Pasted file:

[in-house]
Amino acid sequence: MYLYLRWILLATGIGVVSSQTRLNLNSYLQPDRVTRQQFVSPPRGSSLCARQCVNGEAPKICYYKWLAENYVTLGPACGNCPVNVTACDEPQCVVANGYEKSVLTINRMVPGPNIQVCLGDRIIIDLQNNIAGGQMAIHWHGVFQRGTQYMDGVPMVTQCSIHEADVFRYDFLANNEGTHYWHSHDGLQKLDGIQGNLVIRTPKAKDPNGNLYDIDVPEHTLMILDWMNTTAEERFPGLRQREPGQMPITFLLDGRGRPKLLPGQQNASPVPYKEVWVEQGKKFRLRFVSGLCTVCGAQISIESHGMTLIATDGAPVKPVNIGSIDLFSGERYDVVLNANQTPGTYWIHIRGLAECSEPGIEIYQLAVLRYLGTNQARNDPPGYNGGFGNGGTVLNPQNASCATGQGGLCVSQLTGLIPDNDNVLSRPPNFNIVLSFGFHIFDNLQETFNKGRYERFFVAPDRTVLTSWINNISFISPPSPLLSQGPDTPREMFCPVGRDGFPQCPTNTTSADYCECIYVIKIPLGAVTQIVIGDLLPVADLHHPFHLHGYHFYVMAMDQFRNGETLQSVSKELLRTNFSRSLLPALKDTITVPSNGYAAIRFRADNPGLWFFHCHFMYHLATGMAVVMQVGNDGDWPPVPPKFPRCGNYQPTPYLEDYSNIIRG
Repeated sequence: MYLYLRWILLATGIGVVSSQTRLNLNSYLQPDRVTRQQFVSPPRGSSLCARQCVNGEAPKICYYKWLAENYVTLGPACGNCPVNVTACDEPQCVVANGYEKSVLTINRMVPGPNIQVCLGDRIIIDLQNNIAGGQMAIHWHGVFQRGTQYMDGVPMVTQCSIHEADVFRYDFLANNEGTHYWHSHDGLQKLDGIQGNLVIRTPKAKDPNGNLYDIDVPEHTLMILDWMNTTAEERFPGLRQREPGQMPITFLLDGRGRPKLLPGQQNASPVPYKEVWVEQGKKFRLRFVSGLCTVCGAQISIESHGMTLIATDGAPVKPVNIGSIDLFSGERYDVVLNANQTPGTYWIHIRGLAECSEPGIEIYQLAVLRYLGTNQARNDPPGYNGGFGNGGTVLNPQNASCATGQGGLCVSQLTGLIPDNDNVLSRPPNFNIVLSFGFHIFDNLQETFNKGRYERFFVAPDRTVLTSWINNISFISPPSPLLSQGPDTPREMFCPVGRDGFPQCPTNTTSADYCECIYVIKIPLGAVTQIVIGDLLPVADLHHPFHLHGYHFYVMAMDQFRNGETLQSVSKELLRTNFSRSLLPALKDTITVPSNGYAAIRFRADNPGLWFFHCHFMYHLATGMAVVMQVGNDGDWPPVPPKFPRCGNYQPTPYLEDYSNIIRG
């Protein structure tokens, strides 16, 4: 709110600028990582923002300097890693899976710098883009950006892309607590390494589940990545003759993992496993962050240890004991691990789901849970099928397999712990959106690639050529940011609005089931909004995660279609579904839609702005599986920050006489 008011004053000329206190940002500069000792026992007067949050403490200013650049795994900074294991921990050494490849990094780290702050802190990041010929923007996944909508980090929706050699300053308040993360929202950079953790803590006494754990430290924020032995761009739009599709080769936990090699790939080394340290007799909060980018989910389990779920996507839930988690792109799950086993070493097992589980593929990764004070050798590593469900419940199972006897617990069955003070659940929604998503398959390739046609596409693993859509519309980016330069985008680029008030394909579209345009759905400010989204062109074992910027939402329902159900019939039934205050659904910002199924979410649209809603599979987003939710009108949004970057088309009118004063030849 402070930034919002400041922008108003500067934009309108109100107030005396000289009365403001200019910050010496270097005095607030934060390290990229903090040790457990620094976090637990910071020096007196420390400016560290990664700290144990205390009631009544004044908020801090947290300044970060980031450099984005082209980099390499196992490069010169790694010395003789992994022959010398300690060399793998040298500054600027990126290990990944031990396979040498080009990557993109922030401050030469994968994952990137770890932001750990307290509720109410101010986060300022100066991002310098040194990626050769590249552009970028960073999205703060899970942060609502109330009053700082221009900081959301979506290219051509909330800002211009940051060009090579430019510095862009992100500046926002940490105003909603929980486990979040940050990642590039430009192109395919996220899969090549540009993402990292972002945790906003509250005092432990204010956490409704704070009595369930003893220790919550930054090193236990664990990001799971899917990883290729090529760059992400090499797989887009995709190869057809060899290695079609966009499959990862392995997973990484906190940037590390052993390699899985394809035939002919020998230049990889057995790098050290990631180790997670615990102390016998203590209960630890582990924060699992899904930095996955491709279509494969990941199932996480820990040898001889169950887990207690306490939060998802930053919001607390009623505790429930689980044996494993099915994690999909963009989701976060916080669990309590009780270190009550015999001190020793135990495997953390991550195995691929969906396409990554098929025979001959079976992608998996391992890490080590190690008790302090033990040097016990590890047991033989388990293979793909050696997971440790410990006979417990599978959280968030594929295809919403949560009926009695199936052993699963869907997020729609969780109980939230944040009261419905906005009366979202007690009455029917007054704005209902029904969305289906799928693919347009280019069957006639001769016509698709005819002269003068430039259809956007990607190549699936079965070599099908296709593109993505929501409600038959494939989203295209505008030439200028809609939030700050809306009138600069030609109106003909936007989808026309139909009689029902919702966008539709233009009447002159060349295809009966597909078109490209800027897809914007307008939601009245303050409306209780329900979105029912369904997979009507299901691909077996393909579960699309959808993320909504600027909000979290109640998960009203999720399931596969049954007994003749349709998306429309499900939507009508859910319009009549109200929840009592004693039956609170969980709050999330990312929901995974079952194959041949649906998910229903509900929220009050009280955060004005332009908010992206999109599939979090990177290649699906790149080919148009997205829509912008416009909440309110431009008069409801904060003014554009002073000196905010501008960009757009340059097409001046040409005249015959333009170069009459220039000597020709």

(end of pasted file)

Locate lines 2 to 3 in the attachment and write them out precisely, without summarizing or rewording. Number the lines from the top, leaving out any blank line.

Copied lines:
Amino acid sequence: MYLYLRWILLATGIGVVSSQTRLNLNSYLQPDRVTRQQFVSPPRGSSLCARQCVNGEAPKICYYKWLAENYVTLGPACGNCPVNVTACDEPQCVVANGYEKSVLTINRMVPGPNIQVCLGDRIIIDLQNNIAGGQMAIHWHGVFQRGTQYMDGVPMVTQCSIHEADVFRYDFLANNEGTHYWHSHDGLQKLDGIQGNLVIRTPKAKDPNGNLYDIDVPEHTLMILDWMNTTAEERFPGLRQREPGQMPITFLLDGRGRPKLLPGQQNASPVPYKEVWVEQGKKFRLRFVSGLCTVCGAQISIESHGMTLIATDGAPVKPVNIGSIDLFSGERYDVVLNANQTPGTYWIHIRGLAECSEPGIEIYQLAVLRYLGTNQARNDPPGYNGGFGNGGTVLNPQNASCATGQGGLCVSQLTGLIPDNDNVLSRPPNFNIVLSFGFHIFDNLQETFNKGRYERFFVAPDRTVLTSWINNISFISPPSPLLSQGPDTPREMFCPVGRDGFPQCPTNTTSADYCECIYVIKIPLGAVTQIVIGDLLPVADLHHPFHLHGYHFYVMAMDQFRNGETLQSVSKELLRTNFSRSLLPALKDTITVPSNGYAAIRFRADNPGLWFFHCHFMYHLATGMAVVMQVGNDGDWPPVPPKFPRCGNYQPTPYLEDYSNIIRG
Repeated sequence: MYLYLRWILLATGIGVVSSQTRLNLNSYLQPDRVTRQQFVSPPRGSSLCARQCVNGEAPKICYYKWLAENYVTLGPACGNCPVNVTACDEPQCVVANGYEKSVLTINRMVPGPNIQVCLGDRIIIDLQNNIAGGQMAIHWHGVFQRGTQYMDGVPMVTQCSIHEADVFRYDFLANNEGTHYWHSHDGLQKLDGIQGNLVIRTPKAKDPNGNLYDIDVPEHTLMILDWMNTTAEERFPGLRQREPGQMPITFLLDGRGRPKLLPGQQNASPVPYKEVWVEQGKKFRLRFVSGLCTVCGAQISIESHGMTLIATDGAPVKPVNIGSIDLFSGERYDVVLNANQTPGTYWIHIRGLAECSEPGIEIYQLAVLRYLGTNQARNDPPGYNGGFGNGGTVLNPQNASCATGQGGLCVSQLTGLIPDNDNVLSRPPNFNIVLSFGFHIFDNLQETFNKGRYERFFVAPDRTVLTSWINNISFISPPSPLLSQGPDTPREMFCPVGRDGFPQCPTNTTSADYCECIYVIKIPLGAVTQIVIGDLLPVADLHHPFHLHGYHFYVMAMDQFRNGETLQSVSKELLRTNFSRSLLPALKDTITVPSNGYAAIRFRADNPGLWFFHCHFMYHLATGMAVVMQVGNDGDWPPVPPKFPRCGNYQPTPYLEDYSNIIRG